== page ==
The Angry Video Game Nerd

James Rolfe, an independent filmmaker from New Jersey, became an accidental pioneer in integrated retail and distribution when he created an Angry Video Game Nerd.

The Angry Video Game Nerd

The Angry Video Game Nerd

Nostalgia fuelled crowdsourcing

In February 2012, Angry Video Game Nerd: The Movie raised USD $325,327 via an IndieGoGo crowdfunding campaign. The creation of a New Jersey based independent filmmaker, James Rolfe, AVGN started out as a joke. It was simply a video made for friends in 2004. After Youtube was launched in 2005, Rolfe began posting Nerd episodes online. These went viral after a Teenage Mutant Ninja Turtles episode, which had received over 8 million views by 2015. Each episode is centered on The Nerd giving his opinions on terrible videogames from the past. 

After 8 years of being in production and over 100 webisodes, AVGN: The Movie got an independent film release in 2014. This came 10 years after the first AVGN video was made. Rolfe and his Cinemassacre production company handled all of the distribution for the film, which included a movie theatre release in 27 cinemas throughout the US and Canada. By coincidence, the plot of the film ended up being an example of art imitating real life. It fed into the folklore surrounding the burial, and exhumation, of the E.T. game for the Atari 2600. Considered to be the worst videogame of all time, truckloads of E.T. were taken to a New Mexico landfill site in 1983 (see Digging up the Ghosts of Videogames Past, IEEE Spectrum website).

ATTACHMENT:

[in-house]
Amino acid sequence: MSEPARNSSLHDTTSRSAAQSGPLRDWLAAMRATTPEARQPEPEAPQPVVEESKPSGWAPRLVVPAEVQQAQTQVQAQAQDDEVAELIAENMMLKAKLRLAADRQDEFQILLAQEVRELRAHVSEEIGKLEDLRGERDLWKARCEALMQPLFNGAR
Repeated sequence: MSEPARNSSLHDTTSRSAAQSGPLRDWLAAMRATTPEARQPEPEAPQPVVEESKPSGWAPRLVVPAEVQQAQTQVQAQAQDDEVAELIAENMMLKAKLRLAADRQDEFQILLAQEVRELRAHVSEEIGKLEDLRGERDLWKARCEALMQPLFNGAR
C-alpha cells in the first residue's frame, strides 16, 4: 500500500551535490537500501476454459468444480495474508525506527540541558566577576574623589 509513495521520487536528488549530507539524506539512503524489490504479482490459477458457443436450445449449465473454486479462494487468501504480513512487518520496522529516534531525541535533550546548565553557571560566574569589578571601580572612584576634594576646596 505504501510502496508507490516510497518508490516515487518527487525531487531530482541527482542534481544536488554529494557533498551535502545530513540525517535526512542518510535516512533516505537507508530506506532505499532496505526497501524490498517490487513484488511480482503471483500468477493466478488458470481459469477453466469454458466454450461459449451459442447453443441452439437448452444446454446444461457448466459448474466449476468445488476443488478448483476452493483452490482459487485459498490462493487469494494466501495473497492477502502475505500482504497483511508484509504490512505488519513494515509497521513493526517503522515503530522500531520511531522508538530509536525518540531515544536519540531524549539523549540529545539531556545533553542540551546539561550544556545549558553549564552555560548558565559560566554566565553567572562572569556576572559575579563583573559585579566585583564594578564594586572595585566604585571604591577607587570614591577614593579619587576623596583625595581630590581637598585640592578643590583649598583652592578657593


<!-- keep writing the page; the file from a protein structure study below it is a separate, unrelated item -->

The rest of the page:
Angry Video Game Nerd The Move was released in 2014

Angry Video Game Nerd The Move was released in 2014

Rolfe had inadvertently crowdsourced a successful independent filmmaking career by tapping into the nostalgia that fuels retrogaming communities. A feedback loop culture, fuelled by The Nerd’s commentary on videogames from his childhood, started to form around AVGN. It is ultimately what made crowdsourcing the film possible. AVGN videogames also started to get released by independent developers, such as Eric Ruth and Kevin Berryman, in 2008. Within four years of being created, The Nerd had become a videogame character himself.

In AVGN games, players make their way through environments based on the mythos created by Rolfe. It is the common theme running through all Nerd games. The Glitch Gremlin from AVGN episode 92, for instance, plays a prominent role in The Angry Video Game Nerd Adventures released by ScrewAttack Games in 2013. Always quick to thank his supporters, James paid homage to the AVGN games by critiquing them as The Nerd in AVGN episode 115.

 

    Posted in Blog, Computing, General.